Lionesse Flat Iron | Color Melting – New Technique for Natural Looks
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Color Melting – New Technique for Natural Looks

Woman with red hair

Color Melting – New Technique for Natural Looks

Woman with red hair

There are numerous reasons why the top hair secrets of the pros remain hidden from the mainstream public, with the main one being that if they were to get out, a lot of these guys would be out of work. Because their profession calls for them to always be devising new innovations for gorgeous hair effects and styling enhancements, it’s what they do. Thankfully, a few of them are not very worried about being displaced by any home-based hair expert wannabes, so they are happy to keep us well-informed with the basics for the most current trending techniques and styles. Typically, these are the styling artists whose work is so highly revered that they’re the ones the celebs swear by. And now, for your reading pleasure, here’s the latest: Color Melting.

Color Melting, Defined
Ever since we learned about Ombre a few years ago, coloring techniques have been on a continuous stream of improving and outdoing themselves, one right after another. If you’re stumped by the technique’s name, don’t be. First, this kind of melting does not involve any heat source, with melting used to describe the effects of the color placement, only. In a nutshell, color melting is what you get when you take all of the top coloring techniques since ombre’s origin and put the best of them all together into one process and improve them beyond where they left off. And in a melting process that is superbly gradual and slow, colors are delivered to the hair strands that become lighter, with no exact discernable point where the color can be seen changing. Color melting succeeds at what every other technique has tried to do and has failed.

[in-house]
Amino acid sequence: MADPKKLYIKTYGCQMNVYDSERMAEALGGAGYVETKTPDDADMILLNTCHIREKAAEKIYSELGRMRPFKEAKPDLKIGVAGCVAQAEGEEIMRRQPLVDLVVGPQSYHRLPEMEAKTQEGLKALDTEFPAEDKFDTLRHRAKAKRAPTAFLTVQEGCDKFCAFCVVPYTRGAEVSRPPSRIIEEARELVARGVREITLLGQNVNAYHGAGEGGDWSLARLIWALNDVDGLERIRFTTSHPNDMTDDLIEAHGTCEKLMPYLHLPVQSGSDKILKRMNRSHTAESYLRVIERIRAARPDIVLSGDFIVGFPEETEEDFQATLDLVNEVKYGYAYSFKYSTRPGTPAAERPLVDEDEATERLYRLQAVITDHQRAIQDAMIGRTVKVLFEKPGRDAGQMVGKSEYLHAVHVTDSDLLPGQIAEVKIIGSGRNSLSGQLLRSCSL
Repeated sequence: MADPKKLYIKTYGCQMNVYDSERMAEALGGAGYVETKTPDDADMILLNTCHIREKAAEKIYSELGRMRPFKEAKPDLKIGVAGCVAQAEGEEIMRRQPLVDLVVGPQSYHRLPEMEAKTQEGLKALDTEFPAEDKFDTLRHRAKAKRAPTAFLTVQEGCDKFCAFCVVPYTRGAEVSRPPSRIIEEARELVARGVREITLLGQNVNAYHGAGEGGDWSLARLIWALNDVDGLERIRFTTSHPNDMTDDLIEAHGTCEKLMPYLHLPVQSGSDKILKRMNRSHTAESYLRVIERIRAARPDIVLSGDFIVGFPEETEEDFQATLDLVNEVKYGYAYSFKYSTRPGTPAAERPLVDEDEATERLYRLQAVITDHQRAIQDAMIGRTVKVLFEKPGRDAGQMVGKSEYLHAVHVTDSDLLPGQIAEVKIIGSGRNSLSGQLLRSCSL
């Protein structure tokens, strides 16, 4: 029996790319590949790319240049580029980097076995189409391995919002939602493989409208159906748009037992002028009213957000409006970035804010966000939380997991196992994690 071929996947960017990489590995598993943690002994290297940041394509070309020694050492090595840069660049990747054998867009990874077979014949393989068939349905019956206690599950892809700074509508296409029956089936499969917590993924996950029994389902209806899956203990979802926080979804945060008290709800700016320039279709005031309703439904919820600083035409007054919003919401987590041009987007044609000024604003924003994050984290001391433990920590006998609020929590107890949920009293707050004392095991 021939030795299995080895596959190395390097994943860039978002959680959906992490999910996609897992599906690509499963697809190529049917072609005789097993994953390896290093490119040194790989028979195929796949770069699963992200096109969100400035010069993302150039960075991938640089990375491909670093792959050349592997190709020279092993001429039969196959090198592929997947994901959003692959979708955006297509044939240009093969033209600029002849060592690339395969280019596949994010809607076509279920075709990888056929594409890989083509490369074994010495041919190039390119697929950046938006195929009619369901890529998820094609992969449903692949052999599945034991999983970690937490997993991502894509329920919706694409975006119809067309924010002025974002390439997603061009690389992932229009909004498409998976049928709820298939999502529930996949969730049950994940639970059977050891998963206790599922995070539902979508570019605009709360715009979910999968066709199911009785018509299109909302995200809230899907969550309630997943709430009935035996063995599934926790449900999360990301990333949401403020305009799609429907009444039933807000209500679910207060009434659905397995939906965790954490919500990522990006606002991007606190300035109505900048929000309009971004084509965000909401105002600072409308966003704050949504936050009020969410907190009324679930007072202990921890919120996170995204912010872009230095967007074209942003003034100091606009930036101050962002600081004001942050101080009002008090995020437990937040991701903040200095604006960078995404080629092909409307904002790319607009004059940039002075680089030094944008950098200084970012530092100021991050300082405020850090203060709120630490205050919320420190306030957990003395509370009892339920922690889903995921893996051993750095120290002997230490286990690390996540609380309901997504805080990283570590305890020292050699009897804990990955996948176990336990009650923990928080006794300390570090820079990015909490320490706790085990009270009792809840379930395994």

The How
In color melting, each highlight–regardless of color or hue–is blended with the hair’s base color first, and from there includes a multitude of softly progressive shades of the same color, which eliminates any telltale demarcation lines.

Making Pinks and Blues Appear Natural
This coloring technique has already hit big among celebs, with progressions softly blending silvery blond effects into gentle pinks, rich browns that fade down into teal-tinted blondes and intermingling of rich grays with subtle shades of violet-plums. On the more natural side, There are lovely caramelized effects that are richly dense with shade after shade, gently progressing just enough to absolutely rock the color.

Already A “Most Requested” Color Choice for Hollywood Heads
Among the stars who are being seen sporting this fresh, new technique are J.Lo–going for a more natural mix of goldens, blondes and rich caramels, and Hilary Duff’s sexy, exotic remake that includes a glam progression beginning with semi-dark roots that spill into light blonde silver, and turning into a well appointed violet pink proceeding all the way in melting fashion down her long, long tresses. Vanessa Hudgens was already killing this style a couple of years ago, working it all the way on her long and wavy locks color-melted by blond to aqua, and Rihanna’s waist-hitting ponytail ends are a softly subtle silver, while it’s impossible to see at which point they actually depart from the root color of black-brown sheen to go grey. Color melting so works.

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